Camila Cabello’s Debut Album ‘Camila’ Shows Promise
After splitting from her X-Factor-bred girl group Fifth Harmony, Camila Cabello began perusing a solo pop career with collaborations like “I Know What You Did Last Summer” with Shawn Mendes and “Bad Things” alongside Machine Gun Kelly. Both tracks charted and gave the 20-year-old enough of a confidence boost to share with the world her debut single “Crying in the Club.” But it wasn’t until the late-2017 release of “Havana” that she began receiving praise from around the world. That song now resides at the forefront of her debut solo album “Camila.”
“Havana” sought to lay bare her Cuban roots, and succeeded with just that. In the wake of the astoundingly popular “Despacito,” “Havana” continued the Latin-rich sounds that Americans have fallen in love with over the years – that is, with traditional Cuban piano riffs and a sultry trumpet alongside a drum-kit beat from the song’s producer Pharrell. Cabello was born just outside of Havana in the village of Cojímar, and this explosive single was her ode to her home country; “Half of my heart is in Havana,” she sings. While lyrically this song doesn’t offer much insight into her Cuban upbringing, it bargains by putting up a totally inspired flavor. Conversely, “Never Be the Same,” her second hit from the album, takes a semi-deep dive into a previous relationship by comparing infatuation with the effects of heroin and morphine. She sings this part in an almost charming falsetto, one that nearly cracks but remains sweet and gentle.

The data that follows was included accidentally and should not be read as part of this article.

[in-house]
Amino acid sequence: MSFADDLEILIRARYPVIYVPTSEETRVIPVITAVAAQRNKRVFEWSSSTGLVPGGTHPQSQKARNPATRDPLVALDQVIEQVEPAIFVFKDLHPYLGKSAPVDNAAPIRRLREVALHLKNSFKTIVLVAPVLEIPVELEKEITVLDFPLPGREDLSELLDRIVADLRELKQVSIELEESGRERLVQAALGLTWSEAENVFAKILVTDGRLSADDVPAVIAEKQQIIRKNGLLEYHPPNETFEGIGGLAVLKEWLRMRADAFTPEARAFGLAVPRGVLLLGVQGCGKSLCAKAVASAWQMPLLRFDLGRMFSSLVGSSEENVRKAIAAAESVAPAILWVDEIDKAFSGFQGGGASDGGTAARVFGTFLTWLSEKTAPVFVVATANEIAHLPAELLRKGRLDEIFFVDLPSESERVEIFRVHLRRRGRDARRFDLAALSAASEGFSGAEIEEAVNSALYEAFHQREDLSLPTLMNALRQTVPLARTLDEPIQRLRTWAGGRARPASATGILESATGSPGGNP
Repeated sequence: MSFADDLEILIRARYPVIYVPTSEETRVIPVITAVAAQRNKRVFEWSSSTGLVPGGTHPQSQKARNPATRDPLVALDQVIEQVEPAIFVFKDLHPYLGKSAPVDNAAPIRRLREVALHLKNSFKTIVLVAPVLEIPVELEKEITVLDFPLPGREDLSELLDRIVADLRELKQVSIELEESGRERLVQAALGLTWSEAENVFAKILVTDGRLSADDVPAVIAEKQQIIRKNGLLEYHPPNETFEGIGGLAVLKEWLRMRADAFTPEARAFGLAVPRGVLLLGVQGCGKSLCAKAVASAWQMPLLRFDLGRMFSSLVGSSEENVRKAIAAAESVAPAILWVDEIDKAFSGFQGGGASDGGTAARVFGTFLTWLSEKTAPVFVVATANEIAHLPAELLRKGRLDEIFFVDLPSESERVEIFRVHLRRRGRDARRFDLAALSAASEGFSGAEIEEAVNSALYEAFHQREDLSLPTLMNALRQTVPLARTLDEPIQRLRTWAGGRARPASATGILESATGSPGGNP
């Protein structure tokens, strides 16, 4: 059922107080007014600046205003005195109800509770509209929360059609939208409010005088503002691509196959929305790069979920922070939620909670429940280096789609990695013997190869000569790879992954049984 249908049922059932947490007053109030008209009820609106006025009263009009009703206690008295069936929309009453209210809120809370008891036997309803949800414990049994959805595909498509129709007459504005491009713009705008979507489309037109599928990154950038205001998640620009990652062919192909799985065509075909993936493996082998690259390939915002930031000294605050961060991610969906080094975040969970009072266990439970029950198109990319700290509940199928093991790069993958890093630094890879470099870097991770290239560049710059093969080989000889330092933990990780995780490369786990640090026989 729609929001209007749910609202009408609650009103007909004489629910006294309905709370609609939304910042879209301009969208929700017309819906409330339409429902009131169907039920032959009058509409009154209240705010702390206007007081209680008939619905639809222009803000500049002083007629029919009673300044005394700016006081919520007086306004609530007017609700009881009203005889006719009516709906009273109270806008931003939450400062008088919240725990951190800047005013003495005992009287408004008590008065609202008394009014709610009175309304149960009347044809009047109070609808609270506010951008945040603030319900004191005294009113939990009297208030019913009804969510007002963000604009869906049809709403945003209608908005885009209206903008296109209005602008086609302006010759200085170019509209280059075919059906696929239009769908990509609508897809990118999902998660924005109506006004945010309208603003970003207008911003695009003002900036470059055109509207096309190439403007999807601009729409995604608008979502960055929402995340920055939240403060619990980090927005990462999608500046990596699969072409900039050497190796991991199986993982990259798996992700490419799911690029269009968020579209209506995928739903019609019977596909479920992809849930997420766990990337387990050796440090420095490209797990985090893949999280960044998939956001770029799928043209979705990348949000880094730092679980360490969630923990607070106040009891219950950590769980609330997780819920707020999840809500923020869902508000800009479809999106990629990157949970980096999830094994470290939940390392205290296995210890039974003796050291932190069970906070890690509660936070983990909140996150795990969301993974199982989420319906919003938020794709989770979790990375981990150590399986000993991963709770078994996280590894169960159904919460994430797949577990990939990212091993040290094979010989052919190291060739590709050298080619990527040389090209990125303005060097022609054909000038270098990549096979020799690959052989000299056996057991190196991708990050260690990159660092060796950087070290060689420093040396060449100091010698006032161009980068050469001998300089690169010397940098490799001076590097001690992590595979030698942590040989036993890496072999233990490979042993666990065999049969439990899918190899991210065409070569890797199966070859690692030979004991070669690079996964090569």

Sonically, aside from “Havana,” the album falls within standard manufactured pop. Take “All These Years” which borrows a tropical-acoustic motif or “Real Friends,” a song that uses a common major/minor guitar progression and a couple Adam Levine whistles as well. It’s becoming more difficult to objectively critique pop albums these days, as they seem to become more interchangeable. The only real individuality comes from the singer themselves. Fortunately, Cabello does inject her individuality by way of her Cuban roots, though not so much as to totally set her apart from the pack. Aside from the standout “Havana,” the sounds of “Camila” are predictable.
“Consequences,” however, goes full-ballad with Cabello’s vocal abilities taking center stage. Here’s where she really shines. As she sings part two of the chorus, her voice is reminiscent of Sam Smith as she emotes “And I lost so much more than my senses / ’Cause loving you had consequences.” While the song is an unabashed tear-jerker, it’s underlying tone keeps it balanced making it one of the strongest cuts on the album.
In an interview with Rolling Stone last fall, Cabello said “This (album) sounds like me and only me.” And that’s certainly true to an extent, especially lyrically. The original title for the album was “The Hurting. The Healing. The Loving.” And much of it feels personal, but not quite deep or vulnerable enough to take listeners aback. Overall, there’s enough to make “Camila” a solid pop album, produce chart-worthy singles (which it already has) and create a solid foundation for her future career, which seems bright. It felt like the right move for Cabello to leave a standardized pop group for a solo career, now we wait to see which truly individual direction she’ll go.
“Camila” is available Jan. 12 on Apple Music.